Many of the report's proposals are relatively uncontentious, but the desire of the Bank to intervene to vary the capital requirements of banks both to manage systemic risk and to tame the credit cycle is proving an increasingly bitter point of contention between Threadneedle Street and Downing Street, which is suspicious of it.

Some believe that the Bank's proposals would simply mean that commercial banks would be faced with two possibly conflicting sets of regulatory demands.

There is also the belief in some quarters that granting the Bank its wish to manage the credit cycle, on top of its existing control of interest rates, would mean turning over the management of the British economy to an unelected figure in Threadneedle Street – politically impossible. And while the Conservative Opposition appears more sympathetic to Mr King's wishes, the Government does not.

peopleFrankie Boyle responds to referendum result in characteristically offensive style
Life and Style
Couples have been having sex less in 2014, according to a new survey
New Articles
i100... with this review
Holly's review of Peterborough's Pizza Express quickly went viral on social media
footballTim Sherwood: This might be th match to wake up Manchester City
Arts and Entertainment
musicHow female vocalists are now writing their own hits
New Articles
ebooksAn unforgettable anthology of contemporary reportage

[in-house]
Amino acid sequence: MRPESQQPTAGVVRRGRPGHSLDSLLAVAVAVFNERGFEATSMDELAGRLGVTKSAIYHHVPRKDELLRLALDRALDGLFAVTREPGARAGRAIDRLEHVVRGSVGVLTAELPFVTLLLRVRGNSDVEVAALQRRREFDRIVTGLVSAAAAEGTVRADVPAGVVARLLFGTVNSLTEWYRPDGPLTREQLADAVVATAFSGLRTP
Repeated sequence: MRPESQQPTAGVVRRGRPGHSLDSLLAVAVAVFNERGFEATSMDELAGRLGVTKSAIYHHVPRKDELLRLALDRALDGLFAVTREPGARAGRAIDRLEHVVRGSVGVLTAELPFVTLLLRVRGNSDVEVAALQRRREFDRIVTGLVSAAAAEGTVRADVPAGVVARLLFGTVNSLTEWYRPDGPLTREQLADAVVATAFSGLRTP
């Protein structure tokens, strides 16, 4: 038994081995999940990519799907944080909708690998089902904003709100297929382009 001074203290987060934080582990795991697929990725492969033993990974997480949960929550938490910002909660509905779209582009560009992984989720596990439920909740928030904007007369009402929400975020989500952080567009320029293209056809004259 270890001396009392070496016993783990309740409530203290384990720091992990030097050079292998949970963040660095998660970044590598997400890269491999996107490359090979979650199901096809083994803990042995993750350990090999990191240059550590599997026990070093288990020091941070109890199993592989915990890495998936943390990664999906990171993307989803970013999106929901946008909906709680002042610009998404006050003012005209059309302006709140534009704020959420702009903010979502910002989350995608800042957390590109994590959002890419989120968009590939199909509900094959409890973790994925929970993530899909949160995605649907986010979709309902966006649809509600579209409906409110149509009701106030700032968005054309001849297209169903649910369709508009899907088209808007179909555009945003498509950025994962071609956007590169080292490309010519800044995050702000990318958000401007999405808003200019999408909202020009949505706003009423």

Arts and Entertainment
musicBiographer Hunter Davies has collected nearly a hundred original manuscripts
Blahnik says: 'I think I understand the English more than they do themselves'
Arts and Entertainment
Michelle Dockery as Lady Mary Crawley in Downton Abbey
TVInside Downton Abbey series 5
Life and Style
The term 'normcore' was given the oxygen of publicity by New York magazine during the autumn/winter shows in Paris in February
fashionWhen is a trend a non-trend? When it's Normcore, since you ask
Latest stories from i100
Have you tried new the Independent Digital Edition apps?
Independent Dating

By clicking 'Search' you
are agreeing to our
Terms of Use.

iJobs Job Widget
iJobs Money & Business

Senior BA - Motor and Home Insurance

£400 - £450 Per Day: Clearwater People Solutions Ltd: **URGENT CONTRACT ROLE**...

Market Risk & Control Manager

Up to £100k or £450p/d: Saxton Leigh: My client is a leading commodities tradi...

SQL Developer - Watford/NW London - £320 - £330 p/d - 6 months

£320 - £330 per day: Ashdown Group: The Ashdown Group have been engaged by a l...

Head of Audit

To £75,000 + Pension + Benefits + Bonus: Saxton Leigh: My client is looking f...

Day In a Page

Scottish referendum: The Yes vote was the love that dared speak its name, but it was not to be

Despite the result, this is the end of the status quo